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BY JOHN TILLOTSON, Author of " Stories of the War," “ Crimson Pages,Shot and Shell,London

Stone," etc., etc.

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THE riot being suppressed, there was strict to suggest his being in communication with


gent search was made. Some surmised that

he had been slaughtered in the fray, others CONCERNING THE RIOTERS AND THEIR TRIAL

that he had escaped by ship, whilst some few

(themselves willing to turn traitors) ventured THE

search made for the agitators who had the Government to turn King's evidence. brought about the mischief, and for those However, all these suggestions proved who had made themselves conspicuous dur. incorrect, when, at length, the news arrived ing the insurrection.

of his arrest that morning in Southwark, in Lincoln, Studeley, Betts, and Bell were company with Ambrose Quartermain ; thus secured with very little resistance ; yet, to adding to the chain of evidence (connected the surprise of everyone, none could dis- with the latter personage), already sufficover the retreat of Sherring, although dili- ' ciently weighty to imperil his life. . IV.

12 *

Under strong escorts the rioters were

CHAPTER XX. conducted to the several gaols in London, whilst many were placed in the Tower, for

QUARTERMAIN CONDEMNED. the prisons were not of sufficient size to An upper chamber in the Wakefield Tower hold the vast number arrested, nearly was allotted to Quartermain, and to this, every house in the City being invaded by on his arrival at the fortress, he was conthe troops, to secure one or other of the veyed. inhabitants who had been in some way con

All communication with the Court was at nected with the late disturbances. Strong once stopped by orders of Wolsey, and he bodies of cavalry patrolled the streets from had, therefore, no means of appealing to the Tower Ditch to Lud Gate, and all was the King, either for a speedy trial, or to be consternation and affright. Barriers and made aware of the course of his imprisonchains were drawn across the streets, and ment; and although many missives were most of the shops were closed. So the day penned by the anxious captive, all were passed, and the order for trial was sent detained by the lieutenant, Cholmondley. down to the City from Westminster.

The various circumstances of his life now On the 4th of May the trials were opened rushed upon his over-excited brain, and at Guildhall, according to the writ of Oyer seemed to bear him down to the lowest and Terminer. The commissioners con- depths of despair. He thought of the sisted of the Lord Mayor, the Earl of Surrey, narrative concerning his parentage related and the Duke of Norfolk. The body by Aubrey, considering whether it might of the court was crowded by the citizens, be depended on, sometimes doubting and whilst the spot facing the bench, and raised then again firmly believing every syllable. some two or three steps from the ground, Then came thoughts of the fair Alice was left unoccupied, and was guarded by Keble, and the now crushed hopes of his the officers of the court.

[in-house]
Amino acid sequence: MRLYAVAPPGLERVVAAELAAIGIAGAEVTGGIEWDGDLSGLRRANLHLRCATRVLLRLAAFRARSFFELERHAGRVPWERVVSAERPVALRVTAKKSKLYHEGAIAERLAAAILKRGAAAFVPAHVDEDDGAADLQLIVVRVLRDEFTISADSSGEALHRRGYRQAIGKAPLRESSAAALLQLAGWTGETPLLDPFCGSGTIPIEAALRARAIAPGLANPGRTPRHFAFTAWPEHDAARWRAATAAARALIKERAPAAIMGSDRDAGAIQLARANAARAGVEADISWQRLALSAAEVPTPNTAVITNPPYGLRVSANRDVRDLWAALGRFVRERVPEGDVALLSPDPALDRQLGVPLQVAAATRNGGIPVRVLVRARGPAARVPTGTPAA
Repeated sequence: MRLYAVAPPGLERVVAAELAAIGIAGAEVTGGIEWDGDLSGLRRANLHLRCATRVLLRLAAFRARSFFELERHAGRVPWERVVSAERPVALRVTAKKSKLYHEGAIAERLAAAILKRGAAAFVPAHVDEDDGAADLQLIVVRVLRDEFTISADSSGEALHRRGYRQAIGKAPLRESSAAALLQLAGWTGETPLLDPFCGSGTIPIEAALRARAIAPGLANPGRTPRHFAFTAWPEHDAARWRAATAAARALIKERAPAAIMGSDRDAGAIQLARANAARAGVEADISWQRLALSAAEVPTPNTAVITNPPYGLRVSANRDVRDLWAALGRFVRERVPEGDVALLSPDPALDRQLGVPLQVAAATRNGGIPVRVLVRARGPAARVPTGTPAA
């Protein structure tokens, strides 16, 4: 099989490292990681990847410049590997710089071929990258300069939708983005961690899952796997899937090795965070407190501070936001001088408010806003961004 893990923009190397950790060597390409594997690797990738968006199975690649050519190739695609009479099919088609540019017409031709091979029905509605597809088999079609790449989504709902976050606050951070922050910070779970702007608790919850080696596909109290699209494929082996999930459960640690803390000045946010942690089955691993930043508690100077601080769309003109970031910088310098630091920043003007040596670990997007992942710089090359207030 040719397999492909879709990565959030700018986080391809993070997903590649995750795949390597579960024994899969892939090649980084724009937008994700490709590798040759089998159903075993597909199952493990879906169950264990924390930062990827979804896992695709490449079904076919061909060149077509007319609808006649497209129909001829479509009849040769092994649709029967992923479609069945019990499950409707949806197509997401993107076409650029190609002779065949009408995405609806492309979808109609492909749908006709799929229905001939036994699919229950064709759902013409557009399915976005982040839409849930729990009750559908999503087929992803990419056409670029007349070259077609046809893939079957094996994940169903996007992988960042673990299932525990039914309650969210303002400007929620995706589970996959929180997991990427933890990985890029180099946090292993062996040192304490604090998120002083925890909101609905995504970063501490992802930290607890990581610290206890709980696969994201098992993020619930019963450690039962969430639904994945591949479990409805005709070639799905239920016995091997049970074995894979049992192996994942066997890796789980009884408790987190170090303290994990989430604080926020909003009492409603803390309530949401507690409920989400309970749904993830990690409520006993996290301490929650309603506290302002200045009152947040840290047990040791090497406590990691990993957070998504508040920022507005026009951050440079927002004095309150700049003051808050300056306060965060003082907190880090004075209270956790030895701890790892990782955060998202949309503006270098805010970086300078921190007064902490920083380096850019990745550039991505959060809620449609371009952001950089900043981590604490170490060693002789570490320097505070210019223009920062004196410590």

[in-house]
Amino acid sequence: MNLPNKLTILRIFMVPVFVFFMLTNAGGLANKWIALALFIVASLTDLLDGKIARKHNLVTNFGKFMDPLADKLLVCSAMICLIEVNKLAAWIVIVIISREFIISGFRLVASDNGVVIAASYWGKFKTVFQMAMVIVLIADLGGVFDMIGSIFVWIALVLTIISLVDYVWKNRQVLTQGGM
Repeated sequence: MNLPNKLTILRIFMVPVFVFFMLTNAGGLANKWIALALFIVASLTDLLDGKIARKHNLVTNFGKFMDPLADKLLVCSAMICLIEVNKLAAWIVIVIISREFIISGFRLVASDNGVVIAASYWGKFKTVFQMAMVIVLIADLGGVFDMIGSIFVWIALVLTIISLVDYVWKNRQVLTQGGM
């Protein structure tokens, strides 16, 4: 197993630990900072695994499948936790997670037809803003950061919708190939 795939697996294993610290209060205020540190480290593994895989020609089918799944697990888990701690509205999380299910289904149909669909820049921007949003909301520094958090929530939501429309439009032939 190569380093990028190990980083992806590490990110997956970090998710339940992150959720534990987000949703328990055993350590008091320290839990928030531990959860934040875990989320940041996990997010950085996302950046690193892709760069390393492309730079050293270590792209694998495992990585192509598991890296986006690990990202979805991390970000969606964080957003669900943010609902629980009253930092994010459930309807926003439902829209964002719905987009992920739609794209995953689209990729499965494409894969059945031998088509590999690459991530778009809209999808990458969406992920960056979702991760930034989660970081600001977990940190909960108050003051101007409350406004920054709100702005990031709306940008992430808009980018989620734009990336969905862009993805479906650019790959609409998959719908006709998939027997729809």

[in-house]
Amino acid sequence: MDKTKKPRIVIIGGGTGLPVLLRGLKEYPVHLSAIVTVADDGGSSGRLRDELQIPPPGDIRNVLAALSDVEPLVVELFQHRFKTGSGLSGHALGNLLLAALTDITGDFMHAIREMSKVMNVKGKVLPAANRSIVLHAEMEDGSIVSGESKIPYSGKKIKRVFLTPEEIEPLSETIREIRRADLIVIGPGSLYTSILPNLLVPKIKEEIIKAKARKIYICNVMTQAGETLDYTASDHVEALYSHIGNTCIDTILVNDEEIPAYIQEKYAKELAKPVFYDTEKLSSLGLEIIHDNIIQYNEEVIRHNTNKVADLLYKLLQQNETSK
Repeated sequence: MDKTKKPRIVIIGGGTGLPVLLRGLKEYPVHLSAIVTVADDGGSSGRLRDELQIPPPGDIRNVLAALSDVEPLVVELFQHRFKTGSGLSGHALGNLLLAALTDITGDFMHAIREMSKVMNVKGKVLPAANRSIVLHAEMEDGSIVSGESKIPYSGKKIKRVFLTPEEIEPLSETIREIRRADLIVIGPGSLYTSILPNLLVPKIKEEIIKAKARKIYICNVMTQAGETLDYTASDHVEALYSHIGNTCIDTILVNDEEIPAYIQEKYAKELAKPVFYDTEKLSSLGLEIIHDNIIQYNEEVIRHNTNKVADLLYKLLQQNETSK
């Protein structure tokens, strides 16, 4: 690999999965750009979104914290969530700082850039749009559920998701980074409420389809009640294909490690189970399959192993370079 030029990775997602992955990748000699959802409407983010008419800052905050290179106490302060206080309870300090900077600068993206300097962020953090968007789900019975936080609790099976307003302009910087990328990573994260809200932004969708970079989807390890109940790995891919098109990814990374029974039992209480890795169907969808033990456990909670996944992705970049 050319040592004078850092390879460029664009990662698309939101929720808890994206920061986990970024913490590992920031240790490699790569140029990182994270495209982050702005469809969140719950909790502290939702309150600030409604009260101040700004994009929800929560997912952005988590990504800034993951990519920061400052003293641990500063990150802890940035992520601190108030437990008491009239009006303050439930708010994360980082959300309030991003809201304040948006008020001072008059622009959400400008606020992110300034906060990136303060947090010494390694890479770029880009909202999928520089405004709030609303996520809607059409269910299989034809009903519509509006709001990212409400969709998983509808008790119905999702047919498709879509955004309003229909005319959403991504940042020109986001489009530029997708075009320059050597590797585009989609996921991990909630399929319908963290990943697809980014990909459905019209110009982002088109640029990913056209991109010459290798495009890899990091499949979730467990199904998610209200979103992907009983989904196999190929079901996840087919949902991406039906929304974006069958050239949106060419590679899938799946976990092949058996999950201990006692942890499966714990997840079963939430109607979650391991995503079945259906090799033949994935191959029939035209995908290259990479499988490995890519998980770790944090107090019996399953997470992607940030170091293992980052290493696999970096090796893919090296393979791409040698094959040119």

love. Then his sudden accusation and im. Vast crowds filled the streets from New. prisonment, all mingling together, created a gate to Guildhall as the rioters passed feverish excitement, added to which the along under a strong escort of cavalry, and oppression on his spirits brought on a geneit was with great difficulty the soldiers rode ral depression, and sickness was the result. amidst the crowd.

At length he was summoned (some six The trial commenced, the prisoners days after his incarceration) by the lieuarraigned, the indictment read, and the tenant to attend at Guildhall. A small plea of “Not Guilty” put in.

body of cavalry awaited his coming on the Whilst the proceedings went on in the green, and for the purpose of escorting court, the crowd without expressed their him to the place of trial. indignation at the harsh measures pursued When they arrived at Guildhall, the priby the King, and the greatest anxiety was soner was conducted to a small chamber, manifested to learn the result. Lincoln for the trials of the rioters were not yet Studeley, Betts, and Sherring were amongst concluded, and there left to his solitary those first indicted, and, after a long inves- reflections. tigation, a verdict of “Guilty” was returned, The murmur of voices broke the silence and sentence of death passed.